Are investment-linked policies the insurance industry’s bad boy or badly misunderstood?

Investment-linked policies or ILPs are insurance plans with an investment component - here's what you need to know before signing up for one | Singlife Singapore

While some people have second thoughts about buying an investment-linked policy (ILP), others say it’s made investing less daunting for them. Singlife Financial Advisers’ Lead for Investment lays out the facts and falsehoods about ILPs.


In the first of a three-part collaboration series between Singlife with Aviva and CNA938, Jovan Suen, Lead for Investment at Singlife Financial Advisers, went on the radio station’s Dollars and Sense show to speak on the Myths Versus Facts about Investment-linked Policies (ILPs). He answered common questions about the hybrid insurance policies with insurance and investment components. What do you need to know about ILPs today? How can they work to help grow your wealth? What are some of the risks of ILPs and is everything you’ve heard or read about them true?

Here’s a recap of the interview:


CNA938: What are investment-linked policies or ILPs?

Jovan Suen (JS): As the name suggests, an investment-linked policy or ILP refers to an insurance policy that’s linked to investment. This means that premiums that are paid are invested into the available ILP sub-funds selected by the consumer to achieve higher potential returns as compared to traditional insurance policies where the investment breakdown is determined by the insurer. What this generally means is that you as a consumer have greater ownership over how you wish to invest your money while enjoying insurance coverage at the same time.

Jovan Suen, Lead for Investment at Singlife Financial Advisers | Singlife Singapore
Jovan Suen, Lead for Investment at Singlife Financial Advisers


CNA938: Why should ILPs be considered? A policyholder can have separate investment and insurance and policies, and some people think that could be safer than lumping them both together. What are your thoughts on this?

JS: I guess you’re referring to the common saying, “buy term and invest the rest”. What this typically suggests is for one to only buy pure term insurance which does not have any form of investment or savings element, and to invest your remaining available monies into pure investment assets such as stock options, property and so on. The idea behind this is to keep your investment and insurance separate, so as to minimise the insurance costs and maximise investment returns.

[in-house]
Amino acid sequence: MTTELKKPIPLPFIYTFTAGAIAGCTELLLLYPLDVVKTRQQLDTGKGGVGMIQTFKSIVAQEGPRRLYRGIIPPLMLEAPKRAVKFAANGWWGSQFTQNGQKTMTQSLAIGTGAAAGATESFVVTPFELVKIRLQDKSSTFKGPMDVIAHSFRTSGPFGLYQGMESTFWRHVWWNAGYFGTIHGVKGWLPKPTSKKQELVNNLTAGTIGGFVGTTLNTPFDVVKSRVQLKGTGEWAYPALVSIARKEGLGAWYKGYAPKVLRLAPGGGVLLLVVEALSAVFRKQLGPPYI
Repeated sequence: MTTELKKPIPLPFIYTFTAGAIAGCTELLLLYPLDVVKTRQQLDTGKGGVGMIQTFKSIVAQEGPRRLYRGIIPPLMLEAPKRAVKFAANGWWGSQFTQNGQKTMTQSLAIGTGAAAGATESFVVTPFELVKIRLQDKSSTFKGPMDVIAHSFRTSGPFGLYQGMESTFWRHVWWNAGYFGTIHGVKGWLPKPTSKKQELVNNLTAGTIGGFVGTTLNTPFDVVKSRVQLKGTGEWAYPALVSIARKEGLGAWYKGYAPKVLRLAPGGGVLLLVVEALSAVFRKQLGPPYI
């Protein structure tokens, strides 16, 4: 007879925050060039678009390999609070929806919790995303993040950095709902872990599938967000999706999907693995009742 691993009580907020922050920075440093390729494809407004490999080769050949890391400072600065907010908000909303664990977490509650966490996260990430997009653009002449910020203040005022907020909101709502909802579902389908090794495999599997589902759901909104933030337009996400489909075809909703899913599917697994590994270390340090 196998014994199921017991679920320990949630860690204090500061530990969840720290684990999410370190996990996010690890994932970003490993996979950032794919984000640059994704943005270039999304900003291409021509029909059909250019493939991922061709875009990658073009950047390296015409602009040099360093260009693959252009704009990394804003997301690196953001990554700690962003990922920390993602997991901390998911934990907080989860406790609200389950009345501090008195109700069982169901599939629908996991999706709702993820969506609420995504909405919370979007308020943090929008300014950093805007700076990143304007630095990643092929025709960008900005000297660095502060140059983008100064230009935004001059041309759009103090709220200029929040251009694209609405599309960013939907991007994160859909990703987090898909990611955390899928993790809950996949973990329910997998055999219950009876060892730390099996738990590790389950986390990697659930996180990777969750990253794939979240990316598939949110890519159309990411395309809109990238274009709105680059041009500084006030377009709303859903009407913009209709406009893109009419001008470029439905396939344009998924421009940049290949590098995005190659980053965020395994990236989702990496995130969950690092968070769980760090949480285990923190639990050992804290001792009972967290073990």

While this sounds good in theory, many consumers find investing on their own daunting and frequently do not know where to start. Also, many may not have the time or know-how to monitor their own investments.

This is where ILPs fill the gap. There are benefits to ILPs which seek to combine the best of both worlds. One key benefit of ILPs is that they provide coverage upon death and depending on the ILP plan, there may also be terminal illness and critical illness coverage if the consumer has chosen to add these riders on top of the main plan.

If the market is performing spectacularly, you will get to enjoy the full upside. Various ILPs such as Singlife Savvy Invest also have other features and benefits which traditional term and/or vanilla investment assets do not have.

CNA938: Knowledge is vital. Let’s continue to get clarity on some other aspects concerning ILPs that might have been misinterpreted over time. 

ILPs have more dynamic features like Life Stage benefits. So, if you’re married and have a newborn, you’ll be able to transfer the plan to your child.

JS: One of the common misinterpretations is that ILPs invest into very expensive feeder funds. However, this no longer holds true as nowadays ILPs invest into sub-funds directly. ILPs used to be known to be costly, and there are ILPs where not 100% of your premiums are invested and these ILPs have gained a bad reputation over the years. They are often associated with high fees and hidden charges. Hence, many still believe that the first portion of premiums paid are often channelled towards covering costs and not being used for investment. But with the new ILPs out in the market now, this is no longer true, so this is where many still have the same old thinking.

CNA938: Some people also think that they’re a whole lot more expensive. How untrue is that?

JS: With the new ILPs, premiums are fully invested in contrast to old plans, but the myth is always there so there’s always this thinking in the market that it’s the most expensive plan.

CNA938: I’ve also heard that the premiums get more expensive as you get older. Has this been misrepresented as well?

JS: Yes, this is how the old plans were designed.

CNA938: We’ve often heard that coverage and investment should not be lumped together but there are new plans now and things have changed. How would you advise people who continue to think that their coverage and investment portfolio should not be lumped together?